We are now all set for our first Canadian Christmas. We've been steadily stocking up on gifts for the kids, and our landlady kindly lent us a box of decorations. On our regular visits from downtown up to the Peninsula, we've driven past a Christmas tree farm, so we went and got ourselves a real tree. We drove very carefully back down the highway with it tied to the roof of the car. We still had the rental vehicle at that time - you didn't think we'd risk scratching the new one, did you?

Monday, December 7, 2009

Never let an eight-year-old pack his own swim bag

Yesterday, I had to drop Matthew off for his swimming lesson.

This is usually something Ali does while I do battle with the Sunday dinner. But yesterday she was helping out at A Touch of Saltspring craft fair, so the task fell to me. She would pick him up afterwards (the craft fair was at the rec. centre), all I had to do was see him safely to the pool side.

Let us gloss over the entertaining forty-minute game of Hunt The Goggles. That was a new one on me. But once I'd mastered that (they were hiding underneath a heap of shoes down by the guinea-pig cage) I thought I'd passed my initiation.

Chicken and potatoes safely in the oven, and vegetables all prepared, the game of Get Your Sweater, Coat, Shoes, and No You Can't Wear Those Shorts It's Minus One Outside was familiar territory. We were there, in the changing room, with a few minutes to spare.

"Dad! These swim shorts are too big!"

Yes, they were. Falling off him, in fact.

"Have you ever worn these before?"

"No. I just wanted to try them."


Go home for another pair? The lesson would be half over before I got back.

Send him in with these? No chance of them staying put.

Send him in without? Dangerously tempting.

In the end, I limped back to the car with one shoe flopping off my foot. After, that is, flapping to the poolside to brief his instructor on the experimental and slightly insecure role my shoelace was playing in his swimming attire.

Sunday, December 6, 2009

Christmas in the Village

Every year, the Saanich Historical Artefacts Society holds their "Christmas in the Village" event at Heritage Acres.

There are train rides on the marvellous miniature railway, through the woods and over trestle bridges all lit up.

Buildings everywhere are all lit up too.

And, of course, there's Santa surrounded by trees that the Peninsula Guide units decorated.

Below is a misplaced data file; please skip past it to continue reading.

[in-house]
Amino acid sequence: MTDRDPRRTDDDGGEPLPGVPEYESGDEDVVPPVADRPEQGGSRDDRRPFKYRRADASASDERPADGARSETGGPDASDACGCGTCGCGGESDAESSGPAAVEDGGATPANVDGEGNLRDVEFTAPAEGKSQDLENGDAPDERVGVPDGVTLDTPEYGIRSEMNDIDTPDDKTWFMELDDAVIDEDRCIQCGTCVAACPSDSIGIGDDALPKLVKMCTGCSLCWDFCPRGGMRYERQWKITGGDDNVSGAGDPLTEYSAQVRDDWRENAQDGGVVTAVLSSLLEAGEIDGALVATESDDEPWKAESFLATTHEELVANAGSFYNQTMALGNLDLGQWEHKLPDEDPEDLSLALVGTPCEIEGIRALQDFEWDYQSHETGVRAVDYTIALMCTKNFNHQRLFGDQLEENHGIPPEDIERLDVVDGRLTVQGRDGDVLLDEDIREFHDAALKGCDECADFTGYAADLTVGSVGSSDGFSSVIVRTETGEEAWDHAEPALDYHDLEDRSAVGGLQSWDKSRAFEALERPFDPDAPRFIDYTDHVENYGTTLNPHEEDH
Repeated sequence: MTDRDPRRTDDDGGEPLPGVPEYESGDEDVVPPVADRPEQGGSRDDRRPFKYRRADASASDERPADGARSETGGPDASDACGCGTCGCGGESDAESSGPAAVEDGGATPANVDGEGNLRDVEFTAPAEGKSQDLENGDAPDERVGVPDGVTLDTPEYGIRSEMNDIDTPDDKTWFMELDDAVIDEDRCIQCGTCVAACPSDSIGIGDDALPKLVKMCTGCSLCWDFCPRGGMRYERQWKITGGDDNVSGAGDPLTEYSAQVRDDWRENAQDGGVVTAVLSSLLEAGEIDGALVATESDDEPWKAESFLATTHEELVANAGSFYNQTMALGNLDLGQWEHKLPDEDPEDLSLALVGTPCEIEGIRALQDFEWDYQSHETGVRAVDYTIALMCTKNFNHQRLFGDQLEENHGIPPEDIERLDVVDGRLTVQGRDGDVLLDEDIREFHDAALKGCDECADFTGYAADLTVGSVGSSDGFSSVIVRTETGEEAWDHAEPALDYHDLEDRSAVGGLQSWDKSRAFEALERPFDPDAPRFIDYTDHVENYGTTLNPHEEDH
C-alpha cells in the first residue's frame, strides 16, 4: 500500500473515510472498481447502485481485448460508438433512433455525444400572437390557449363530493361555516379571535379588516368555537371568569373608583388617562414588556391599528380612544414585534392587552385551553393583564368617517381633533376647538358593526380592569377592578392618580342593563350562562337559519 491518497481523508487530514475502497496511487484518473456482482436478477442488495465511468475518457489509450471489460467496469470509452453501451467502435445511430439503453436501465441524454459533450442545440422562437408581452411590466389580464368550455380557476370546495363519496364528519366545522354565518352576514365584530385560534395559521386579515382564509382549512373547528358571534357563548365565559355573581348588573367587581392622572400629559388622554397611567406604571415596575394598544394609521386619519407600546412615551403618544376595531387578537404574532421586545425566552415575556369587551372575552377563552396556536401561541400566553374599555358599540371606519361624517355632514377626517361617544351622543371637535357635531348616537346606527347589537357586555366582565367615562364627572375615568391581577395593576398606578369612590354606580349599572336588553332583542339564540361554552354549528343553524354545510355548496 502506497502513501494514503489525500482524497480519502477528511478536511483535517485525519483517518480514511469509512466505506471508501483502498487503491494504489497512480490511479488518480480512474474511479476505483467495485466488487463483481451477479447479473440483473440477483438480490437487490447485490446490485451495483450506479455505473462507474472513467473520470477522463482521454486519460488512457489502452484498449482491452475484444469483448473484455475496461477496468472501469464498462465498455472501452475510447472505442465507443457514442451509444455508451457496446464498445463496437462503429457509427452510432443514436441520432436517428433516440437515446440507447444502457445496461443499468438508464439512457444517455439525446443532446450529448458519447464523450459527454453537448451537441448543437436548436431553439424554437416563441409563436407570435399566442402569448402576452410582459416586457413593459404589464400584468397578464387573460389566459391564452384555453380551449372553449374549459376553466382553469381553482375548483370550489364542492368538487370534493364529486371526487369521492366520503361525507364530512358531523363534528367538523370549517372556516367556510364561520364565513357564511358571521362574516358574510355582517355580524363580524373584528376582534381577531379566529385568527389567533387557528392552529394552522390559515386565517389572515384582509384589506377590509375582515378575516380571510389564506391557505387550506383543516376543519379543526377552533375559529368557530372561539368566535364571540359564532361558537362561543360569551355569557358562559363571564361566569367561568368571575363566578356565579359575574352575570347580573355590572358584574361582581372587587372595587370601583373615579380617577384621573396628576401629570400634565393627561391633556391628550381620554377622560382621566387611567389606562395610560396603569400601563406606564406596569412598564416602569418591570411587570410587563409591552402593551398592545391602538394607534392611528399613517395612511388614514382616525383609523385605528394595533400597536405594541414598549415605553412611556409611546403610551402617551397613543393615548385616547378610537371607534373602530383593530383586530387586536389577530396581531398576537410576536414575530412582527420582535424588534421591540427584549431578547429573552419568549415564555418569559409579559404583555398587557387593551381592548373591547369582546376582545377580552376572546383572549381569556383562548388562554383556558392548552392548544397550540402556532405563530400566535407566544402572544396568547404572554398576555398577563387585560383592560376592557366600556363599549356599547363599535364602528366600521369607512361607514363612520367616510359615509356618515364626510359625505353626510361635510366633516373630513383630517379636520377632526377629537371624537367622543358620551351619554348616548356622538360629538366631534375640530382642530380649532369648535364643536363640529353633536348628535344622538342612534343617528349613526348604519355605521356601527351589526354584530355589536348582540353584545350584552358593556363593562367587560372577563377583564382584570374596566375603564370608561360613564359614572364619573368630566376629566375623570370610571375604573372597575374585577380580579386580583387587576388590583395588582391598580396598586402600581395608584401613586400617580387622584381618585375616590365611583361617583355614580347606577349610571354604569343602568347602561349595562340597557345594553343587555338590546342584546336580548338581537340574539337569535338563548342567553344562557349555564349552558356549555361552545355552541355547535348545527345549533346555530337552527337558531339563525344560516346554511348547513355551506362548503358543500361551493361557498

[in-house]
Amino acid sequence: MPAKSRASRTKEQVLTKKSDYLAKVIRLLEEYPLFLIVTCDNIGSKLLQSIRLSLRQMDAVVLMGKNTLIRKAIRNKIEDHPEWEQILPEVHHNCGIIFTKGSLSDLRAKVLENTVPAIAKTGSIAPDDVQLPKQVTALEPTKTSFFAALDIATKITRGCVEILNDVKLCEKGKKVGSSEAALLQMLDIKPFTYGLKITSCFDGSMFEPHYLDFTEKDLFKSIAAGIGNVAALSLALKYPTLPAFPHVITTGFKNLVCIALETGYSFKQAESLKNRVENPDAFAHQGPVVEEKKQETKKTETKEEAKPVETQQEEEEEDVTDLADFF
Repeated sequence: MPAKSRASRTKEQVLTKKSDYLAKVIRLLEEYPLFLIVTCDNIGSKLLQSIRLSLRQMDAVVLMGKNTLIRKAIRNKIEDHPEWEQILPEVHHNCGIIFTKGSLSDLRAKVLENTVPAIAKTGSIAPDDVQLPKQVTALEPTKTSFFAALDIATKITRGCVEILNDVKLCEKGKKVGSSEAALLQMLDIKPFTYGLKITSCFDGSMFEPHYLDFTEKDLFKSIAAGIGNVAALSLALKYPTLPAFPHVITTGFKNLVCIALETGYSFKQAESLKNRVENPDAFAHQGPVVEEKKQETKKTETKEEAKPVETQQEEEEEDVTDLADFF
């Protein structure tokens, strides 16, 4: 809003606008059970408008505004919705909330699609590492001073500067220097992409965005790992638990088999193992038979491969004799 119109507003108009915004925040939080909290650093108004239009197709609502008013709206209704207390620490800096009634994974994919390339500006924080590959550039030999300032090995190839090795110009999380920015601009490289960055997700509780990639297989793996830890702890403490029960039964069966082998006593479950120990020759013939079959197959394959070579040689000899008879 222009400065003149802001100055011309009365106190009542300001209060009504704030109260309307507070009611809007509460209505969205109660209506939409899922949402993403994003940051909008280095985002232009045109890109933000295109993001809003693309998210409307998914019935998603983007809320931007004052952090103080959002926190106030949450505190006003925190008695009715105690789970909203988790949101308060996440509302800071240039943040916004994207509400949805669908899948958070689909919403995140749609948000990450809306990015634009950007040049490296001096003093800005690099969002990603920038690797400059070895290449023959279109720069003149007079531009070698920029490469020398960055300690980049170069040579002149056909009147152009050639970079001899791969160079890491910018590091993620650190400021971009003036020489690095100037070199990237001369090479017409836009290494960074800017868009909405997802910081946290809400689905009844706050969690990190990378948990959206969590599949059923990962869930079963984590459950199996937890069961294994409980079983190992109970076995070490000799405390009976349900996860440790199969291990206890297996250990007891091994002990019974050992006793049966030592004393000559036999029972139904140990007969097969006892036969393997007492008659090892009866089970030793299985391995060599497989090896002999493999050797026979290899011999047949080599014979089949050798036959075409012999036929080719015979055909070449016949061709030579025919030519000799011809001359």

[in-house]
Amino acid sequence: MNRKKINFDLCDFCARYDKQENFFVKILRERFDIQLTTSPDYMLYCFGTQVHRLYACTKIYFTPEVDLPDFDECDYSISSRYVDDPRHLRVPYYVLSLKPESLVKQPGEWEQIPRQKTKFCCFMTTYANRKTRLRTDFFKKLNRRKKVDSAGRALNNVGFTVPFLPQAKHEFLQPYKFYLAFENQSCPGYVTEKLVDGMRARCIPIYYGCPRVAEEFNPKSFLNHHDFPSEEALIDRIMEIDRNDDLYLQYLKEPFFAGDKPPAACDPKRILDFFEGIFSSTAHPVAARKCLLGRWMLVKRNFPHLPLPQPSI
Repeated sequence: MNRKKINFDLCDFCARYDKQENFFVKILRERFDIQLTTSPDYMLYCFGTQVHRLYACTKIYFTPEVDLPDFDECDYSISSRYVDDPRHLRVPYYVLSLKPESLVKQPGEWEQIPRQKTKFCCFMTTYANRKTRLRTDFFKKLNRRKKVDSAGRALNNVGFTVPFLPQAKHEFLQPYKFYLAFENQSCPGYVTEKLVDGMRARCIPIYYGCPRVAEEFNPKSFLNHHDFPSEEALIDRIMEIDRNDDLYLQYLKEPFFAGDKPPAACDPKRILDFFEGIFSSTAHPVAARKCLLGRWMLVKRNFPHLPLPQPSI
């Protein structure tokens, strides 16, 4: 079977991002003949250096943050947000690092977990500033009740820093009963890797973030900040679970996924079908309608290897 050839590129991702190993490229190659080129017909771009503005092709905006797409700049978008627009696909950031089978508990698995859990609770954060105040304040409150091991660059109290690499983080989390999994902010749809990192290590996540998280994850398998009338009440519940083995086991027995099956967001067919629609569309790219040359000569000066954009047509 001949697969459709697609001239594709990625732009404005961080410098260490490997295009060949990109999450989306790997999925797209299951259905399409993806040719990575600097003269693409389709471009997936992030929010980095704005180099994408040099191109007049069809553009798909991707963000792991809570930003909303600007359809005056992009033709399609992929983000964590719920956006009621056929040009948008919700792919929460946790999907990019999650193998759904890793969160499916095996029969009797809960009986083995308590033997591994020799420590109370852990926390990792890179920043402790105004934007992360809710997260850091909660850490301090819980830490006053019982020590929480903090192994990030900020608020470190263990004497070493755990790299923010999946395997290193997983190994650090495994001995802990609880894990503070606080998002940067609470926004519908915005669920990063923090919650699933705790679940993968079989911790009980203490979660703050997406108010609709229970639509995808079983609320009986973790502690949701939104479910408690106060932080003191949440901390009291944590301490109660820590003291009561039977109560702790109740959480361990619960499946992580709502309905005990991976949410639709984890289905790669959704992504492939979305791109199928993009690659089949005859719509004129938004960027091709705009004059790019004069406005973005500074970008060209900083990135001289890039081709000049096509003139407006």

And even a bit of imported snow to make Gypsy feel at home.

Saturday, December 5, 2009

The slippery slope of time

I often wonder why I always seem to have so little time for things like writing, and why the years seem to pass so quickly these days.

I (and others) usually ascribe it to the onset of old age (I'm allowed to say that. Others are just cruel.) But I'm working on a theory that it's simply because we are all so darned busy!

I present evidence thus:

What does a typical weekend look like for us?

Well, let's set aside all the mundane weekend stuff, like shopping for groceries, preparing meals, doing laundry, fetching in a stock of logs from the carport, cleaning out pet cages etc. because that's only a few hours.

But then, last weekend for example: Saturday morning, Ali and Megan volunteered at the soft plastics recycling bank while Matthew and I fetched a trailer load of logs that a friend had in their yard that they had no need of. In the afternoon, the Peninsula Guide, Brownie, and Sparks units took over the cinema in Sidney for a movie, then took part in the Santa Parade. Sunday, Ali, Megan, and Matthew helped decorate Christmas trees and the schoolhouse at Heritage Acres ready for their annual "Christmas in the Village."

A typical weekend? In a sense, no, most of those things are one-offs, but let's see...

Previous weekend: Saturday, drove up to Courtenay (a three-hour drive each way) to visit a friend who's recently moved up there. That didn't leave much room in the day for anything else! Sunday, we spent the whole day winterising our trailer. It's our first time through the procedure, so it took a bit of figuring out where everything was.

Today, the kids decorated their Christmas tree in the playroom and we put up our outdoor lights, as well as making a (belated) start on our Christmas mail. As soon as darkness fell, we went for a wander around Heritage Acres, then Ali & Megan went to help clean up the church hall after an event. Tomorrow we need to crack on with that mail if our international cards are to have any chance of reaching folks in Guernsey before the end of 2009.

Next weekend there's a Cub camp out in Sooke, and we need to cut a Christmas tree for the living room.

Hmm ... Anyone see a pattern emerging?

Tuesday, December 1, 2009

A magical start to December

After a long day at work, getting home, walking the dog, and fetching Megan from her musical theatre session, all I really wanted to do was curl up with a glass of wine. I was not in the mood for scoffing a quick meal and then turning out again into a chilly night.

But I'm glad we did.

It was the first night of the Christmas lights at the world-famous Butchart Gardens. By the time we got there, the first rush of visitors had died down and the gardens were eerily quiet. The lights were spectacular as ever, but the big attraction was the opening of the new carousel in its pavilion which we'd been watching slowly take shape on our visits throughout the year.

After a couple of rides, we wandered around the rest of the gardens then stopped for hot drinks and cookies. To finish off, I fetched Megan & Matthew's skates from the car so they could take a turn on the outdoor rink.

On the way out, we drove under the twelve arches each topped by a drummer, the last part of the Gardens' "Twelve Days of Christmas" display. As we left, we all sang the last verse, one line as we passed under each arch.

Barking mad? Yes, but it was a beautiful evening.